Opposition rallies to post-colonial flag


BANNER WAR:Rebels see standard as symbolising reclamation of country from Gadafy, writes MARY FITZGERALD

AMAL SHINEEB thought she would never again see the national flag her father designed for a newly independent Libya in the 1950s fly high over Benghazi.

Muammar Gadafy replaced it with the red, white and black pan-Arab tricolour after he came to power in a 1969 military coup. In 1977, Gadafy introduced Libya’s current flag, a solid green rectangle, the only national flag in use that does not feature some form of icon, symbol or design.

The sprightly septuagenarian’s eyes shine when she recalls seeing her father’s striped flag on the streets of Benghazi just days into the protests that later tipped eastern Libya into full-blown revolt against Gadafy’s dictatorship.

“I thought I was dreaming when I saw it first,” she says. “I was so happy. It makes me feel young again.”

Shineeb’s father, Omar, a leading figure in Libya’s first post-colonial government, not only designed the newly independent country’s standard but also drafted its constitution.

The flag, which comprises three horizontal bands of red, black and green, with a white star and crescent at the centre, is rich with symbolism.

“The red represents the blood spilt fighting Italian colonial rule and the black represents the darkness of Italian occupation,” says Shineeb.

“The green represents our hope for the new era after independence. The star and crescent are symbols of Islam because we are Muslims.”

The flag, apart from being seen in the thousands at opposition rallies, flutters from government buildings, businesses and private homes across rebel-held eastern Libya.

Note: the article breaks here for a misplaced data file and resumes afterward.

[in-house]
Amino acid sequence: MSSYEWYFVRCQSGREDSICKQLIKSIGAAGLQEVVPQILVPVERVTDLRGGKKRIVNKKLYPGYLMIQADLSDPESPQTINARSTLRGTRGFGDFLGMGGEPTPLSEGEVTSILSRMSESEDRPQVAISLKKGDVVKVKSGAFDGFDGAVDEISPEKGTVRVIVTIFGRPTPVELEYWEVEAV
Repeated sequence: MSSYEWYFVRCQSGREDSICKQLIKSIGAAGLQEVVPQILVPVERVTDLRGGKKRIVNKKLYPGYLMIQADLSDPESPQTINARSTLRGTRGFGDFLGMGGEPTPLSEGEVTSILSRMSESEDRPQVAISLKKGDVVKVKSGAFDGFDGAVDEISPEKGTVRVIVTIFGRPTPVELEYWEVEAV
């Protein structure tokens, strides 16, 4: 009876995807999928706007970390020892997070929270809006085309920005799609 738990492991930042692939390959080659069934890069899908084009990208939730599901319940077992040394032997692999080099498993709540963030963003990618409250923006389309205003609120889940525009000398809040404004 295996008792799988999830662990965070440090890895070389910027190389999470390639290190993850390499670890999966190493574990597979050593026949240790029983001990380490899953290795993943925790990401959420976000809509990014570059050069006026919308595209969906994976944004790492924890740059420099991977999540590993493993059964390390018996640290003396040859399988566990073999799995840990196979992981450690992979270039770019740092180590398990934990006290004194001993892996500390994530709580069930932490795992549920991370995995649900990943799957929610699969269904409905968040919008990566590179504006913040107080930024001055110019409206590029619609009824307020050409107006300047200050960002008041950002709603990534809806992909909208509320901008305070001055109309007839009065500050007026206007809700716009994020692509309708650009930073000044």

In the early days of the uprising, people flew home-made flags made from scraps of material, but now textile factories have begun mass-producing the banner. Its colours have been incorporated into clothing, hats, key rings, badges, bumper stickers and mobile phone screens.

Children in Benghazi get their faces painted in red, black and green stripes. Overseas, where diplomats in several embassies have sided with the uprising, the flag is also being used to show where loyalties lie.

When the pre-Gadafy standard was last flown, Libya was ruled by a constitutional monarchy under the el-Senussi dynasty. People in the country’s eastern flank say the rebels’ adoption of the flag does not indicate a desire to return to a monarchical structure but rather is a reaction to Gadafy.

“With this flag we are saying we are reclaiming the country Gadafy stole from the Libyan people,” says Ayesha, a Benghazi teacher.

“We love this flag,” says Mustafa Gheriani, a spokesman for the rebel Libyan National Council.

“This was our flag after independence and because of that it is a very powerful and important symbol for us. It is the true Libyan flag and thus a symbol of defiance to Gadafy.

“I think most of the young people who started this revolution don’t even remember the flag . . . It just appeared spontaneously in the first days and everyone rallied around it.”

In recent days, Benghazi has swirled with rumours that regime loyalists in the city have subtly subverted the flag – turning it upside down so the green band is on top or putting the green stripe in the middle – to allow them identify fellow loyalists while infiltrating rebel gatherings.

Opinion varies as to whether the rebels, if they succeed in overthrowing Gadafy, should retain the standard or come up with a new national flag.

“This is just a temporary flag,” says Ahmed, a volunteer with the opposition. “When we have a completely new Libya we will have a completely new flag. We will start all over again.”

Mahmoud, a dentist in his 20s, wishes to see the pre-Gadafy flag with the inscription “There is no God but God” in Arabic. “Our religion is important to us,” he says.

Gheriani would like to keep the monarchy-era flag as is. “I think most likely it will be our flag. It is what we knew growing up and it is what our grandparents knew,” he says. “I don’t think the young people will change it.”